Friday, March 27, 2009

Follow-Up: Benedict on Condoms, Dreher on Authority

I wrote recently, “People of good will around the world find this position [i.e., Pope Benedict’s statement that condoms make the AIDS crisis worse] incomprehensible and even malevolent" (here) (see also here) (and here).

And now the prestigious British medical journal the Lancet has published an editorial on Benedict’s statement (here), which sums it up as follows:

When any influential person, be it a religious or political leader, makes a false scientific statement that could be devastating to the health of millions of people, they should retract or correct the public record. By saying that condoms exacerbate the problem of HIV/AIDS, the Pope has publicly distorted scientific evidence to promote Catholic doctrine on the issue.

To repeat my point: despite what many American Catholics of the center appear to believe, people of good will around the world find Benedict’s position on condoms and AIDS incomprehensible and malevolent. And with good reason.

A pastoral leader of a Christian church has no business distorting scientific fact to uphold dogma, when human lives are at stake.

And I also blogged recently, re: the patriarchal underpinnings of Rod Dreher’s neocon ideology with its heavy emphasis on “authority,

What does not seem to occur to these neoconservative thinkers is that not everyone may be so ravenous for authority—for male authority, for paternal authority—as they are. Or that not everyone in the world and in the churches may think that everything hinges on authority—and male authority in particular. And that not everyone shares their analysis of a world hurtling to destruction through its denial of authority and tradition and its thirst for information (here) (H/T to Andrew Sullivan here) ( and also here).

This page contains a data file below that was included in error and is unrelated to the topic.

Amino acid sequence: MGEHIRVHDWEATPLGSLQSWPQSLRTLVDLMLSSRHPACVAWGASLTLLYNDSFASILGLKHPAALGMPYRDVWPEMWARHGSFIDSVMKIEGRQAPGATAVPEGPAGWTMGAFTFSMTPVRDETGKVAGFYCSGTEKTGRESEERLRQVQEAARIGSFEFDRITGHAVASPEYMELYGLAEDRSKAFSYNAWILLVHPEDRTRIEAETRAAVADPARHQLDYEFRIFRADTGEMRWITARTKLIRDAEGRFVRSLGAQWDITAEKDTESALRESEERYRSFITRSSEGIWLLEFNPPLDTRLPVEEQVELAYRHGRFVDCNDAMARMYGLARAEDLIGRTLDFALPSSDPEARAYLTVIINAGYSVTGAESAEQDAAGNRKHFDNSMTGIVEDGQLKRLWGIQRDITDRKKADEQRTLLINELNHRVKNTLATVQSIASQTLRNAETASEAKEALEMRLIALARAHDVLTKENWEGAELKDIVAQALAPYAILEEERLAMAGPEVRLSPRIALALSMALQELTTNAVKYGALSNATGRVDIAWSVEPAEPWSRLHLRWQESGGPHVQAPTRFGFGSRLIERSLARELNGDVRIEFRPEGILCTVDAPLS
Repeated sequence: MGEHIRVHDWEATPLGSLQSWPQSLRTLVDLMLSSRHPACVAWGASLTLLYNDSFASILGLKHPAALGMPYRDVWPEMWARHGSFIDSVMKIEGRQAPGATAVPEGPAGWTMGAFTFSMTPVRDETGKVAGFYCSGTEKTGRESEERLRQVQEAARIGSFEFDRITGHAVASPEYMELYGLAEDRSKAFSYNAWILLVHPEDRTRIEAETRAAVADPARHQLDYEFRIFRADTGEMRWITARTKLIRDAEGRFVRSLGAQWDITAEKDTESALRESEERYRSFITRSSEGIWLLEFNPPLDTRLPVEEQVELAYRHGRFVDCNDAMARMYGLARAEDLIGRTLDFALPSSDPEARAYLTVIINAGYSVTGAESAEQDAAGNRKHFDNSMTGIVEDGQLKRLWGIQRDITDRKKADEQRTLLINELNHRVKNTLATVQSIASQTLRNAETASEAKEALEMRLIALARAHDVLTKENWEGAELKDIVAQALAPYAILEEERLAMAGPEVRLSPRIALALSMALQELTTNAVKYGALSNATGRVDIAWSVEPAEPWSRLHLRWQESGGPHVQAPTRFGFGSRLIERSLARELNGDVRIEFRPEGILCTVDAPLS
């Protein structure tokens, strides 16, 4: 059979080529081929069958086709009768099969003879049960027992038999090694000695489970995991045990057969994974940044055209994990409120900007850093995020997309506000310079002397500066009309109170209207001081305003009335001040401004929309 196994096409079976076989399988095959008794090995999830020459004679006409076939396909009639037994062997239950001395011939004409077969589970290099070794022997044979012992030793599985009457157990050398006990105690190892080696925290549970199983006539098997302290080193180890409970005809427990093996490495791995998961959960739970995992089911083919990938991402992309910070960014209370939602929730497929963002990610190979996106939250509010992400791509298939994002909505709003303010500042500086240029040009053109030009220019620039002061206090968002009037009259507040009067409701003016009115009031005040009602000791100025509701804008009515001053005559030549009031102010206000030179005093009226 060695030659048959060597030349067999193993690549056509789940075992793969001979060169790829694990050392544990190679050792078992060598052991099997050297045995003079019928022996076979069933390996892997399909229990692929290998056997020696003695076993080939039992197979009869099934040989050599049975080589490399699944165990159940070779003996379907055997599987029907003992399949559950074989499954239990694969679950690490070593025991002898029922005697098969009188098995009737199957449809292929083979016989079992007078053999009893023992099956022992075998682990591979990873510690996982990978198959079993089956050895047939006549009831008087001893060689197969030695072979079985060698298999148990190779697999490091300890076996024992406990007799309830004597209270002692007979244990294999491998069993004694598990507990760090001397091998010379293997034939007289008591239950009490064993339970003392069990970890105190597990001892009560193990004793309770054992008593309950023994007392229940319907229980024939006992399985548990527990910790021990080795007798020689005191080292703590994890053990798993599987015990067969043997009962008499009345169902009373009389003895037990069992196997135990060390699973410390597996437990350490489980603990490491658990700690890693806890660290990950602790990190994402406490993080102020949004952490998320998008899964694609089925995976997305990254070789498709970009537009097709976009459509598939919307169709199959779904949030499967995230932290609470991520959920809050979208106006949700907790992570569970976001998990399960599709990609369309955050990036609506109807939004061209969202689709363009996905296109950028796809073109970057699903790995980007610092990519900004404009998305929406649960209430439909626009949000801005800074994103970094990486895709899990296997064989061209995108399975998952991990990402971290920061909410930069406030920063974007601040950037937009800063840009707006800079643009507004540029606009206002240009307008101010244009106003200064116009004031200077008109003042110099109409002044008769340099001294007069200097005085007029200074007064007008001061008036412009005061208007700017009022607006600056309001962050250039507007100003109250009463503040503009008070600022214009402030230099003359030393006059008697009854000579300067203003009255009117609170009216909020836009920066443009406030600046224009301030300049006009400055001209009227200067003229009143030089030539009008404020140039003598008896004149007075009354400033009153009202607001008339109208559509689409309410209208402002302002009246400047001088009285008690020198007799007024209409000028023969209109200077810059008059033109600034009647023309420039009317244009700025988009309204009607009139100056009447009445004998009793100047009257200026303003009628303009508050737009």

And now, in a recent New Republic posting entitled “The Gay Fixation of Rod Dreher,” Damon Linker has the following to say about Dreher and authority (here):

. . . Rod has shown in his work as a journalist writing about the sex-abuse scandal in (and its cover-up by) the Catholic Church that he's perfectly willing to aggressively challenge religious authorities when he believes them to be acting immorally. Good for him. It shows that he's modern -- that is, he chooses which authorities to obey based on his own subjective judgment. So when Rod obeys the authority of orthodox (in his case, Eastern Orthodox) Christian teaching on homosexuality, he does so because he chooses to obey -- because he makes the subjective judgment that that teaching is true, is right, is worthy of being obeyed.

But why? Does Rod have any non-question-begging answer to this question? An answer that doesn't just amount to saying, "because the church says so"? That would be the answer of someone who really lives and thinks in (pre-modern) obedience to church authority. But we've already determined that this doesn't apply to Rod. So what's the answer? Why are the orthodox churches right to condemn homosexuality? Or in Rod's own words, what, precisely, does he "know to be true" about homosexuality? And, perhaps more importantly, how does he know it?

It is illogical and inconsistent to argue for authority as the basis for moral custom only when it is expedient to play the authority card. It also dangerous to argue in this way, particularly when one seeks to make one’s own subjective judgment of what is and is not authoritative binding on everyone else—in the absence of sound argumentation to convince those being bound that they ought to be bound.